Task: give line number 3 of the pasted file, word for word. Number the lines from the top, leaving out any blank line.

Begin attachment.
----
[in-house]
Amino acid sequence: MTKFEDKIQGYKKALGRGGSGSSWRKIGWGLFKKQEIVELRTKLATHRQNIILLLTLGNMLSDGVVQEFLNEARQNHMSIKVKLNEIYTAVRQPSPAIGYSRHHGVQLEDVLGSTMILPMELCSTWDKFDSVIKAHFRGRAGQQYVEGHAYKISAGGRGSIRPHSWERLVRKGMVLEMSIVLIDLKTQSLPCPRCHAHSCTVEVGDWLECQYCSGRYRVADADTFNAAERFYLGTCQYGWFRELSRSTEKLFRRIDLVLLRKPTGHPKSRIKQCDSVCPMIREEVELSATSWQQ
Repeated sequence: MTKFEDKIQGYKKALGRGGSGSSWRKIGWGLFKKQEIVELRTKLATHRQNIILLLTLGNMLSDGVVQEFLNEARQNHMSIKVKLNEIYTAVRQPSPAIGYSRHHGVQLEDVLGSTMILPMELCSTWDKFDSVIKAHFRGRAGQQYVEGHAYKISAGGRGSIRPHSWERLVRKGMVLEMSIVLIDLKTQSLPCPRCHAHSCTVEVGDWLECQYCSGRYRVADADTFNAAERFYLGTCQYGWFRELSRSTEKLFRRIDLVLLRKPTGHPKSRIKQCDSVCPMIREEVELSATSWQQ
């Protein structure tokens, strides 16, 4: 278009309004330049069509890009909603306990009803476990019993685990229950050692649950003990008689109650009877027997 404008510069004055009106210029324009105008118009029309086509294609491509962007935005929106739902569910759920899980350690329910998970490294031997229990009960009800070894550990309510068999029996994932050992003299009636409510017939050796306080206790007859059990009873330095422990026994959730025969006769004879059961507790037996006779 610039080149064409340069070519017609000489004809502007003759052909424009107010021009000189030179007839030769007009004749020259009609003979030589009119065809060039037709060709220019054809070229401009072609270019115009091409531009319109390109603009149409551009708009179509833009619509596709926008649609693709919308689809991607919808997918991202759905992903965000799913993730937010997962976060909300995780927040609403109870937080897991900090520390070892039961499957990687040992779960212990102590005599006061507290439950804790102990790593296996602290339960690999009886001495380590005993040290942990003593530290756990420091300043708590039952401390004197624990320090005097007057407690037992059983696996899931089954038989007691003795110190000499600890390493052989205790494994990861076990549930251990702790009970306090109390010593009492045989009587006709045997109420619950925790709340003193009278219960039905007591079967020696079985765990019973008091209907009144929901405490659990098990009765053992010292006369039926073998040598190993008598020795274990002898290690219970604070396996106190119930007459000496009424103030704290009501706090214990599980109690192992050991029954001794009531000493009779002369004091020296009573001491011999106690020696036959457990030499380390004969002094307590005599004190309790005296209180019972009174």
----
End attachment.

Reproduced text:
Repeated sequence: MTKFEDKIQGYKKALGRGGSGSSWRKIGWGLFKKQEIVELRTKLATHRQNIILLLTLGNMLSDGVVQEFLNEARQNHMSIKVKLNEIYTAVRQPSPAIGYSRHHGVQLEDVLGSTMILPMELCSTWDKFDSVIKAHFRGRAGQQYVEGHAYKISAGGRGSIRPHSWERLVRKGMVLEMSIVLIDLKTQSLPCPRCHAHSCTVEVGDWLECQYCSGRYRVADADTFNAAERFYLGTCQYGWFRELSRSTEKLFRRIDLVLLRKPTGHPKSRIKQCDSVCPMIREEVELSATSWQQ